In recent months we have witnessed a fierce debate among scholars and politicians on the relations of the European Union with Russia. Two camps have emerged putting different emphasis on political conditionality, i.e. deepening the ties to the degree Russia implements democratic reforms and respects human rights and the rule of law.
Both positions do have its merits, but according to my view the EU should not mix vital interests in certain policy areas with human rights issues.
Any comment on these issues has to answer three questions. The first relates to the current state of affairs in Russia. Russia has developed over the past years into an authoritarian regime with the presidency abandoning all the constraints on its authority. While the 1993 constitution had made the presidential executive the powerhouse of the regime, the authority of Yeltsin had always been limited: Yeltsin never commanded a majority in the State Duma, the regions became increasingly assertive, pluralist albeit not free media put limits on Yeltsin’s reign and Yeltsin’s various illnesses kept him from daily political business.
Putin has done away with it all: Russia is recentralized, parliament has been transformed into a rubber-stamp organ, the electronic media renationalised or under control of state majority-owned companies like Gazprom, the state is encroaching on NGO’s and the courts remain under political control.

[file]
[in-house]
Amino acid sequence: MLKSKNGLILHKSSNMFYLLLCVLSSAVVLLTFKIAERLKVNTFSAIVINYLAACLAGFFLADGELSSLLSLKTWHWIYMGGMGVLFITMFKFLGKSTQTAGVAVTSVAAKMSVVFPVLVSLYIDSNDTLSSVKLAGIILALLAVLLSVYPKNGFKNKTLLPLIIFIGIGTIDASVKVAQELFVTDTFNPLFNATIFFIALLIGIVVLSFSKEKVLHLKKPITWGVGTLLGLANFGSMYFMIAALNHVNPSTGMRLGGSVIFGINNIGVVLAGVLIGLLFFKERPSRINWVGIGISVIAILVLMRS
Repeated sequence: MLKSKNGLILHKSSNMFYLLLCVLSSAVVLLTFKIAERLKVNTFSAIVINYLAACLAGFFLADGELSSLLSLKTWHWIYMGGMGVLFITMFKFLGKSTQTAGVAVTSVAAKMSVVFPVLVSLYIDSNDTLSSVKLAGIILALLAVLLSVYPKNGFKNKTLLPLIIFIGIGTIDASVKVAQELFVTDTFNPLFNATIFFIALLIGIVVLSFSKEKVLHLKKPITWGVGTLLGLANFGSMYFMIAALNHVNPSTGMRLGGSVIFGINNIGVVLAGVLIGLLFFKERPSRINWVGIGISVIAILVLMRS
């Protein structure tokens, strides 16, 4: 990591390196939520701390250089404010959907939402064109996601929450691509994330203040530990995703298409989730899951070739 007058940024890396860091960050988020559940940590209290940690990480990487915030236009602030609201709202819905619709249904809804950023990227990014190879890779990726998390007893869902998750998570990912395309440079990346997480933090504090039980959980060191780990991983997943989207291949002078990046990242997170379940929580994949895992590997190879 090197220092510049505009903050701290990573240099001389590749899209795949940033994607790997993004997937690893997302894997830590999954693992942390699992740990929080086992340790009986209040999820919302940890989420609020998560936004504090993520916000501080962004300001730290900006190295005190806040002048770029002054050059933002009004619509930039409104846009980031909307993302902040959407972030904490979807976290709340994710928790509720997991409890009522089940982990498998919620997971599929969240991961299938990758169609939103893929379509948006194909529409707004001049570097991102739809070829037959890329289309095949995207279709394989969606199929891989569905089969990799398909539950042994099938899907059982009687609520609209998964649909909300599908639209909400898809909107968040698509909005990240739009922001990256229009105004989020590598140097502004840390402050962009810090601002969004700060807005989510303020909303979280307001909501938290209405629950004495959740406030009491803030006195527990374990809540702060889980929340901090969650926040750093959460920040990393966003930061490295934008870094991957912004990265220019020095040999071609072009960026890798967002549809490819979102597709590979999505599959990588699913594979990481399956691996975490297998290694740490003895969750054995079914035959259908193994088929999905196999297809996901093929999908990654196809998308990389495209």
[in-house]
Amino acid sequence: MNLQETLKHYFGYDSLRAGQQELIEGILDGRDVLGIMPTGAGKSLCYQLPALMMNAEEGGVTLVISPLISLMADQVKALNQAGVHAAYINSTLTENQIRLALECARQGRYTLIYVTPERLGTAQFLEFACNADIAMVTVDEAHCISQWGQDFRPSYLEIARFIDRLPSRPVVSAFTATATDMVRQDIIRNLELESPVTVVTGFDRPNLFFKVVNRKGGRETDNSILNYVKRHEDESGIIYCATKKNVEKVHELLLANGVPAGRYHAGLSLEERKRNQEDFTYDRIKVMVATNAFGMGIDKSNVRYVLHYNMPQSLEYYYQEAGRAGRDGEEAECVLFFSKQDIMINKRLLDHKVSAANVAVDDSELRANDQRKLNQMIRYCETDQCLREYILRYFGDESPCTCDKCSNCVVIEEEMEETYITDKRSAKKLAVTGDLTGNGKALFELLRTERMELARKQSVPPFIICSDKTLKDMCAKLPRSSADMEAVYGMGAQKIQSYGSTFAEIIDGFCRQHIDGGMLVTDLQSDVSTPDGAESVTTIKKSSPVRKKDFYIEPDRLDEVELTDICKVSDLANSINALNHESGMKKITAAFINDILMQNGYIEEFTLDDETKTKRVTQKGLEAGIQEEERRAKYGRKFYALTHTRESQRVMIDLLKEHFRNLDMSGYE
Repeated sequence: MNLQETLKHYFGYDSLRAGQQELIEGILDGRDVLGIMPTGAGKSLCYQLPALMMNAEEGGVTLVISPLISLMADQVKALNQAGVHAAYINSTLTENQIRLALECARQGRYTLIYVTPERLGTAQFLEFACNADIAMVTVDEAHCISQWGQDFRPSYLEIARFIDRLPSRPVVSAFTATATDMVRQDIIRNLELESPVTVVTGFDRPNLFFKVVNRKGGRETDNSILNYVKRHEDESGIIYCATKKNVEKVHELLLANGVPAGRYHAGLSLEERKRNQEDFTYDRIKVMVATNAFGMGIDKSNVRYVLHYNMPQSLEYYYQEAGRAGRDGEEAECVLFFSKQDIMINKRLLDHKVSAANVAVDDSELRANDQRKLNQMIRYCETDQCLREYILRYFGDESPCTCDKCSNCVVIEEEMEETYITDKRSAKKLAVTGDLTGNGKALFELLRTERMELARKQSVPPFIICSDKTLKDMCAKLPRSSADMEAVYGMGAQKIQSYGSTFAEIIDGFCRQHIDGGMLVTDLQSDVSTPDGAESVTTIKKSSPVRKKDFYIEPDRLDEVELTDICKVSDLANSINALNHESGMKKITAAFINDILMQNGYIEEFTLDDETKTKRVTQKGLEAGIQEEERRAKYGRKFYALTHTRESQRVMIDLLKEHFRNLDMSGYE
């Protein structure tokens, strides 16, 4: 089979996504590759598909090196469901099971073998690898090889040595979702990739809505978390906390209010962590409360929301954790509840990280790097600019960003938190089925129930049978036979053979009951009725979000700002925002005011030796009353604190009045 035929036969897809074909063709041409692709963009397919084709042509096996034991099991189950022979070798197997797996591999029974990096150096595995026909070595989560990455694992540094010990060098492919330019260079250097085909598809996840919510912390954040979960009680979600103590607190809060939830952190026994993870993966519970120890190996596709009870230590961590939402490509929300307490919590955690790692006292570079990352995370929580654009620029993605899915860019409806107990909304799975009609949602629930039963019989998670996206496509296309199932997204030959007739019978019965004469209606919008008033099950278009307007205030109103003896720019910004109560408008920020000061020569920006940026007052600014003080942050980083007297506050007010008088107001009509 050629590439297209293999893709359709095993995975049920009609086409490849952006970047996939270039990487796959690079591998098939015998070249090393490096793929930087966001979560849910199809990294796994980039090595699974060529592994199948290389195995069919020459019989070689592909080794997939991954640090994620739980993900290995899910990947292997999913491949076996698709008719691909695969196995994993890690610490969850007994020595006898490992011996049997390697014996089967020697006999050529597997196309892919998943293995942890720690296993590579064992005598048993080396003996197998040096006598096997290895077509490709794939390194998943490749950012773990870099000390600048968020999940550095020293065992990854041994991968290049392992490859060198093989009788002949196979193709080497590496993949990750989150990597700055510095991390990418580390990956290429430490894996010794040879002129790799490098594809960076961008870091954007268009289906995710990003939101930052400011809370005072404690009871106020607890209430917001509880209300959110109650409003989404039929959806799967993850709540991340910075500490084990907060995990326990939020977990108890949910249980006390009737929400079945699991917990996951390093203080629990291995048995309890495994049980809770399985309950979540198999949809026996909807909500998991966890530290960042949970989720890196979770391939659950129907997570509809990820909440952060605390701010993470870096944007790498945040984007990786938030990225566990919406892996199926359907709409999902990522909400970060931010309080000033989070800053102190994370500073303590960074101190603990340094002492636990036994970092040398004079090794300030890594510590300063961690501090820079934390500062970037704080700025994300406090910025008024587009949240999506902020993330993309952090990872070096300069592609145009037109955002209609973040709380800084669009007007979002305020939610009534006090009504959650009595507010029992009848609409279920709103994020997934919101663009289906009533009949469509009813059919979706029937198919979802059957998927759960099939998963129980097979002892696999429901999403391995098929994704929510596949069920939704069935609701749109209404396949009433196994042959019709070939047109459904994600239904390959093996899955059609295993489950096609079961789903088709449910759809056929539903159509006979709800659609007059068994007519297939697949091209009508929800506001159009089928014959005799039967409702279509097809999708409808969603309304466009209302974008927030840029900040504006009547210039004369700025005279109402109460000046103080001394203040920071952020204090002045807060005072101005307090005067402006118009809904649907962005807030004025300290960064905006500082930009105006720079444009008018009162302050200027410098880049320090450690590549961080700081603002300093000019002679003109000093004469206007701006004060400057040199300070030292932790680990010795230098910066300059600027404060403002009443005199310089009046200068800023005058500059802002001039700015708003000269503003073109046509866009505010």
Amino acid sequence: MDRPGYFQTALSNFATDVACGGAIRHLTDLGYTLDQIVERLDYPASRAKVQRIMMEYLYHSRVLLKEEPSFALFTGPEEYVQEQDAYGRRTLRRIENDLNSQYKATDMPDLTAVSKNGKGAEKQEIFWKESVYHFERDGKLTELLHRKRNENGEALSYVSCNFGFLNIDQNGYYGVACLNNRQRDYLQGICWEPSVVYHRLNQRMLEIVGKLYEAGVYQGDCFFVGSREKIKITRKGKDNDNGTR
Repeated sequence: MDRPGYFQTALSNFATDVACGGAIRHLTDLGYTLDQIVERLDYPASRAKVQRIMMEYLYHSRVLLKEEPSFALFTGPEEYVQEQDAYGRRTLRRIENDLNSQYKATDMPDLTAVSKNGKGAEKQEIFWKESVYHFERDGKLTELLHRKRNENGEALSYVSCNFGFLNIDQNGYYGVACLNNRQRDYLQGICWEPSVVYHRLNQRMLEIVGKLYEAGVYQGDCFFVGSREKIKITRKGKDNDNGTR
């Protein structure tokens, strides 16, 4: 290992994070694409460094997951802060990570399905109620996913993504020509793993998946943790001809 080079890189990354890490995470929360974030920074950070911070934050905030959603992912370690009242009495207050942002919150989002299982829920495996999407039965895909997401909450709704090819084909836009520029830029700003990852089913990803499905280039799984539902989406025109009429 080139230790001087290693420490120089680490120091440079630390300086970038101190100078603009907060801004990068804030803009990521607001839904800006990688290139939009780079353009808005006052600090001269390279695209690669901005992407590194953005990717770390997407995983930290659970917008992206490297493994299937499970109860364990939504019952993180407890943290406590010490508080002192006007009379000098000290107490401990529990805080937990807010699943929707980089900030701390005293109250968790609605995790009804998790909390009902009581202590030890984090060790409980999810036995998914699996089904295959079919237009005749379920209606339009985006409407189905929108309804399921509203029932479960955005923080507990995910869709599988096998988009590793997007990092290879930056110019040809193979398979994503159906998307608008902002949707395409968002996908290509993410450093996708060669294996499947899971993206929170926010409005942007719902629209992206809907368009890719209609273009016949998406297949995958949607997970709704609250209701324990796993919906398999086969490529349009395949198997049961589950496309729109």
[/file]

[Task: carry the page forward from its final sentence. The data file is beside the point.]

Putin’s rule is based on both economic liberals he had got acquainted with while he served in the city administration of Saint Petersburg and on security service personnel who had been on Putin’s side as a KGB/FSB-agent. In the second term the siloviki have encroached on the liberal camp and seem to dominate the ruling elites ever more. In addition to political offices they control the commanding heights of Russia’s economy: the oil and gas sector, the armaments industry, aircraft, steel and aluminium companies among others.
Putin’s Russia has turned into a police state where security personnel controls almost any social actor. Russia has turned into an authoritarian regime (with its limits defined by incompetence rather than by design).
This leads us to the second question: Does the EU have any strong instruments at hand to influence the domestic developments in Russia. Russia’s current political elite is highly ignorant of outside criticism; its leaders display growing self-confidence and assertiveness and brush aside outside complaints.
What is more important, however, is the fact that Russia lacks democratic features both on the supply and the demand side. As to the supplies: Russia does have numerous democratic and liberal forces; however, they have so far failed to unite in a single camp due to personal rivalries and animosities, ambition and vanity, less so due to ideological differences. Thus Russia does not have a united democratic front to challenge the regime. Russia’s political stage is monocentric – there is no one besides Putin, no one who could challenge his rule; he is without any rival or competitor.
But Russia lacks democracy also from the demand side. Russian society longed for stability, order and modest prosperity when Putin took over. A great majority had been tired of the economic decline, the social deprivation, the corruption, political clashes and semi-criminal privatisations in the nineties.